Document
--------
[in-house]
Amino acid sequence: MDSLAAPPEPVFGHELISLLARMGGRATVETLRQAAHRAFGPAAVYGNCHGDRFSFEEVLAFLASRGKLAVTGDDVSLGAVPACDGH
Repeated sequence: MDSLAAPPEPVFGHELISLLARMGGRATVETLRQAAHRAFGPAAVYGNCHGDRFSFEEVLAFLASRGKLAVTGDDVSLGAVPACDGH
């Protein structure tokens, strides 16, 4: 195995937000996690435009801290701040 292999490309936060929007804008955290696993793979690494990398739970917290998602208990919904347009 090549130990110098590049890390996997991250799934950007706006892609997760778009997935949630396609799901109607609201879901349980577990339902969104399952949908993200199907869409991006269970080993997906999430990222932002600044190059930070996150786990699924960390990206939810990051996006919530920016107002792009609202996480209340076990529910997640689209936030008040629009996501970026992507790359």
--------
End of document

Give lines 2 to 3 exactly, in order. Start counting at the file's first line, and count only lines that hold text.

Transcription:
Amino acid sequence: MDSLAAPPEPVFGHELISLLARMGGRATVETLRQAAHRAFGPAAVYGNCHGDRFSFEEVLAFLASRGKLAVTGDDVSLGAVPACDGH
Repeated sequence: MDSLAAPPEPVFGHELISLLARMGGRATVETLRQAAHRAFGPAAVYGNCHGDRFSFEEVLAFLASRGKLAVTGDDVSLGAVPACDGH